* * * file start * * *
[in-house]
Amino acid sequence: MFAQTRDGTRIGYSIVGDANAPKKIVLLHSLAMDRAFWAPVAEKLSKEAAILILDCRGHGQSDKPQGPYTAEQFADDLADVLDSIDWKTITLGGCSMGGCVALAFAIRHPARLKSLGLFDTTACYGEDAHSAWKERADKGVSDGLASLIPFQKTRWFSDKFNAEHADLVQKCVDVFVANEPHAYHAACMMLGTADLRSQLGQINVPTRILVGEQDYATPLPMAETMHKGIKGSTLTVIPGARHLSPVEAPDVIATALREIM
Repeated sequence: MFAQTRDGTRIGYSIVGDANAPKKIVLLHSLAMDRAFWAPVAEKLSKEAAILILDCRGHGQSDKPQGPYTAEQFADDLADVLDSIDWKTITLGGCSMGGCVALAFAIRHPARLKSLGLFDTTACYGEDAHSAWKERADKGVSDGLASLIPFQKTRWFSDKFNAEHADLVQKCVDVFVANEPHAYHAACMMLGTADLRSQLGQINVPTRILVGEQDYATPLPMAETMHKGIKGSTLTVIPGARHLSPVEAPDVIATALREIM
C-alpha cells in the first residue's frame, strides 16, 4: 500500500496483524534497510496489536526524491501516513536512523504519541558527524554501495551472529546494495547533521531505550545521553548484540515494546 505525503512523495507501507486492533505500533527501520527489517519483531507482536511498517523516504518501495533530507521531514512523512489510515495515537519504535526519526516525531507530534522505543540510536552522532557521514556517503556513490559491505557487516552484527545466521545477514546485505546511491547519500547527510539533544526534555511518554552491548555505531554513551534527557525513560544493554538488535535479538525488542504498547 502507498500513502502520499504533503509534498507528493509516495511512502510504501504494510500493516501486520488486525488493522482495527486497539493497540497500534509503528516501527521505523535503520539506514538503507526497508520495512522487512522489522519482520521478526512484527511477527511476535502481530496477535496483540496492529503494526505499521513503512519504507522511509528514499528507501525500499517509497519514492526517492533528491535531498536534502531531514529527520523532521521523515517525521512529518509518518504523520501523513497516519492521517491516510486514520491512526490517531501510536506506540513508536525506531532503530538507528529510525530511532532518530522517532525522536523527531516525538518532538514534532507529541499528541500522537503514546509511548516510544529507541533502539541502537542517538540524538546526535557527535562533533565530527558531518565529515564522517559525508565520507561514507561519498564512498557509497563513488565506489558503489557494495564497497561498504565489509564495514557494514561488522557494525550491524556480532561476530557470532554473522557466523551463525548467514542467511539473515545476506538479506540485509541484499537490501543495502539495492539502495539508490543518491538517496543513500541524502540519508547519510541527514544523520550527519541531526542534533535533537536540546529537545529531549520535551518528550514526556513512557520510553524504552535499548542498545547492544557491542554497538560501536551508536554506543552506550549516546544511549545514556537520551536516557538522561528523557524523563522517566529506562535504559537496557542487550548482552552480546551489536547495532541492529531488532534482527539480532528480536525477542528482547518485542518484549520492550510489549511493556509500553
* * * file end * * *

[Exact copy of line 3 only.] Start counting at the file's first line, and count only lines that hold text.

Repeated sequence: MFAQTRDGTRIGYSIVGDANAPKKIVLLHSLAMDRAFWAPVAEKLSKEAAILILDCRGHGQSDKPQGPYTAEQFADDLADVLDSIDWKTITLGGCSMGGCVALAFAIRHPARLKSLGLFDTTACYGEDAHSAWKERADKGVSDGLASLIPFQKTRWFSDKFNAEHADLVQKCVDVFVANEPHAYHAACMMLGTADLRSQLGQINVPTRILVGEQDYATPLPMAETMHKGIKGSTLTVIPGARHLSPVEAPDVIATALREIM